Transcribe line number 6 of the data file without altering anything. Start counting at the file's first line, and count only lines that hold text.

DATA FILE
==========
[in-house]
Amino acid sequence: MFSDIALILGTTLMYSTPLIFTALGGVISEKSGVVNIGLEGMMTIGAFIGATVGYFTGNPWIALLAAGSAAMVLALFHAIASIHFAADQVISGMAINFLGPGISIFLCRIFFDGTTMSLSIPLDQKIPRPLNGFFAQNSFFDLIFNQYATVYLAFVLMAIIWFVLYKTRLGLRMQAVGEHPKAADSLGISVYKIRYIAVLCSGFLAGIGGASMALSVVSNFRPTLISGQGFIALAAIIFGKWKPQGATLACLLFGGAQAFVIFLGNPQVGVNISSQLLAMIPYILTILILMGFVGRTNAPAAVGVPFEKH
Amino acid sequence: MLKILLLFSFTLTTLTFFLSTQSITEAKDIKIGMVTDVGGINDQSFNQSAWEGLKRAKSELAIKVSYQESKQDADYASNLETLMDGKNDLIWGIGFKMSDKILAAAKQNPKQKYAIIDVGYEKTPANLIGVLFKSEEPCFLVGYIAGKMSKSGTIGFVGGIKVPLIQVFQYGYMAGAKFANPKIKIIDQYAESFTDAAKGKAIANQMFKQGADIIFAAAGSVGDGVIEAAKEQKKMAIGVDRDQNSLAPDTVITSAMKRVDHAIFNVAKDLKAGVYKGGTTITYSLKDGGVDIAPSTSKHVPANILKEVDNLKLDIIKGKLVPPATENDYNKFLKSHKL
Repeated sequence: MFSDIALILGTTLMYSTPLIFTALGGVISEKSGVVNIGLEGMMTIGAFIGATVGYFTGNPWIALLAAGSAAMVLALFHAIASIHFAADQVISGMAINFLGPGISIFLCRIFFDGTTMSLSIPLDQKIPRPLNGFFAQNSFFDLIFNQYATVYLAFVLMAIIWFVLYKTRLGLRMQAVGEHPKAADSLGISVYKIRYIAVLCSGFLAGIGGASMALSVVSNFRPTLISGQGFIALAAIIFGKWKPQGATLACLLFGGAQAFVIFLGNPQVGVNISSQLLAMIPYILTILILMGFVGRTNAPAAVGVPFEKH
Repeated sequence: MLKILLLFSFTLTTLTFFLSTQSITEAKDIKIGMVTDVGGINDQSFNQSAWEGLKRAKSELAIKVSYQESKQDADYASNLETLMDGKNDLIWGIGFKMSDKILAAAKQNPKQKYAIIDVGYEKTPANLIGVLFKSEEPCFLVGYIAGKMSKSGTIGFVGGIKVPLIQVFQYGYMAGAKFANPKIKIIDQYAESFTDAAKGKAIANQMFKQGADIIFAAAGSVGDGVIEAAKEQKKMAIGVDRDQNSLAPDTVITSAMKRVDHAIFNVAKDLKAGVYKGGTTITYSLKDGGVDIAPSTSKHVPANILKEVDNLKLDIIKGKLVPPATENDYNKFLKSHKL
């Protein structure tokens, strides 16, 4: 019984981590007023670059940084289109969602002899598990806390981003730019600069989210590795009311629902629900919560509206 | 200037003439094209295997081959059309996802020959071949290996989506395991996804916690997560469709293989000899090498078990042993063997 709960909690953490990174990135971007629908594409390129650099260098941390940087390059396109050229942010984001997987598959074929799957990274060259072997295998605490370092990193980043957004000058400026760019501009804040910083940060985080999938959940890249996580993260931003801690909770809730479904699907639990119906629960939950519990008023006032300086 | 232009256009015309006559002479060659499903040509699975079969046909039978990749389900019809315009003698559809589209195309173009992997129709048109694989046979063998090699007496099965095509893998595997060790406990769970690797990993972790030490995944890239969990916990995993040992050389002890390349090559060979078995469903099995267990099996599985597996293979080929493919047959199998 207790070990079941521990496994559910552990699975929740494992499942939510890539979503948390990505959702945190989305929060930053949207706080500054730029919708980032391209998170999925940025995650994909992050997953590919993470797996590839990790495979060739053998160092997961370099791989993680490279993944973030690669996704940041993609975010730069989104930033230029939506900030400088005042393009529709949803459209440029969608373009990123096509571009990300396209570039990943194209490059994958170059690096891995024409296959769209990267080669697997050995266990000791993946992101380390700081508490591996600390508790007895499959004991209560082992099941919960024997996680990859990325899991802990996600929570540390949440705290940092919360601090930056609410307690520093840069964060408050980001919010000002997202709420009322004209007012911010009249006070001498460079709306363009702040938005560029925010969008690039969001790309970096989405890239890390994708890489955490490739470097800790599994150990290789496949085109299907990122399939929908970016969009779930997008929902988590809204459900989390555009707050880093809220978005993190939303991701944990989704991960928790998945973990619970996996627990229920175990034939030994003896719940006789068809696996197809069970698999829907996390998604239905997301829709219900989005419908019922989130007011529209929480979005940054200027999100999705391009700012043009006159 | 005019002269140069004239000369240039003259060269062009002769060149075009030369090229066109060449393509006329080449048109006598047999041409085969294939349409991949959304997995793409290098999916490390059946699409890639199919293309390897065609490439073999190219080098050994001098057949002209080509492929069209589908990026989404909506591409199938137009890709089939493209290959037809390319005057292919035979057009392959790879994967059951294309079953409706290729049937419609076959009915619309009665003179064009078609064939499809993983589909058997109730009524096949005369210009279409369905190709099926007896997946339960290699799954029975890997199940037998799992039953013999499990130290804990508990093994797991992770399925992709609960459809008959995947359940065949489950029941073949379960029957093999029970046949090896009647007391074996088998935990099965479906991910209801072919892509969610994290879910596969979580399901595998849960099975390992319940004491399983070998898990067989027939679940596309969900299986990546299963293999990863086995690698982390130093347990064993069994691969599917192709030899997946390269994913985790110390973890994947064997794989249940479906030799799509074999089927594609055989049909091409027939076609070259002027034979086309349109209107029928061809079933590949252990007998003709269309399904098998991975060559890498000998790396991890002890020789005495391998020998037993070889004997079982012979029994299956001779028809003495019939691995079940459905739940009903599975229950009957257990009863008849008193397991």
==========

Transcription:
């Protein structure tokens, strides 16, 4: 019984981590007023670059940084289109969602002899598990806390981003730019600069989210590795009311629902629900919560509206 | 200037003439094209295997081959059309996802020959071949290996989506395991996804916690997560469709293989000899090498078990042993063997 709960909690953490990174990135971007629908594409390129650099260098941390940087390059396109050229942010984001997987598959074929799957990274060259072997295998605490370092990193980043957004000058400026760019501009804040910083940060985080999938959940890249996580993260931003801690909770809730479904699907639990119906629960939950519990008023006032300086 | 232009256009015309006559002479060659499903040509699975079969046909039978990749389900019809315009003698559809589209195309173009992997129709048109694989046979063998090699007496099965095509893998595997060790406990769970690797990993972790030490995944890239969990916990995993040992050389002890390349090559060979078995469903099995267990099996599985597996293979080929493919047959199998 207790070990079941521990496994559910552990699975929740494992499942939510890539979503948390990505959702945190989305929060930053949207706080500054730029919708980032391209998170999925940025995650994909992050997953590919993470797996590839990790495979060739053998160092997961370099791989993680490279993944973030690669996704940041993609975010730069989104930033230029939506900030400088005042393009529709949803459209440029969608373009990123096509571009990300396209570039990943194209490059994958170059690096891995024409296959769209990267080669697997050995266990000791993946992101380390700081508490591996600390508790007895499959004991209560082992099941919960024997996680990859990325899991802990996600929570540390949440705290940092919360601090930056609410307690520093840069964060408050980001919010000002997202709420009322004209007012911010009249006070001498460079709306363009702040938005560029925010969008690039969001790309970096989405890239890390994708890489955490490739470097800790599994150990290789496949085109299907990122399939929908970016969009779930997008929902988590809204459900989390555009707050880093809220978005993190939303991701944990989704991960928790998945973990619970996996627990229920175990034939030994003896719940006789068809696996197809069970698999829907996390998604239905997301829709219900989005419908019922989130007011529209929480979005940054200027999100999705391009700012043009006159 | 005019002269140069004239000369240039003259060269062009002769060149075009030369090229066109060449393509006329080449048109006598047999041409085969294939349409991949959304997995793409290098999916490390059946699409890639199919293309390897065609490439073999190219080098050994001098057949002209080509492929069209589908990026989404909506591409199938137009890709089939493209290959037809390319005057292919035979057009392959790879994967059951294309079953409706290729049937419609076959009915619309009665003179064009078609064939499809993983589909058997109730009524096949005369210009279409369905190709099926007896997946339960290699799954029975890997199940037998799992039953013999499990130290804990508990093994797991992770399925992709609960459809008959995947359940065949489950029941073949379960029957093999029970046949090896009647007391074996088998935990099965479906991910209801072919892509969610994290879910596969979580399901595998849960099975390992319940004491399983070998898990067989027939679940596309969900299986990546299963293999990863086995690698982390130093347990064993069994691969599917192709030899997946390269994913985790110390973890994947064997794989249940479906030799799509074999089927594609055989049909091409027939076609070259002027034979086309349109209107029928061809079933590949252990007998003709269309399904098998991975060559890498000998790396991890002890020789005495391998020998037993070889004997079982012979029994299956001779028809003495019939691995079940459905739940009903599975229950009957257990009863008849008193397991």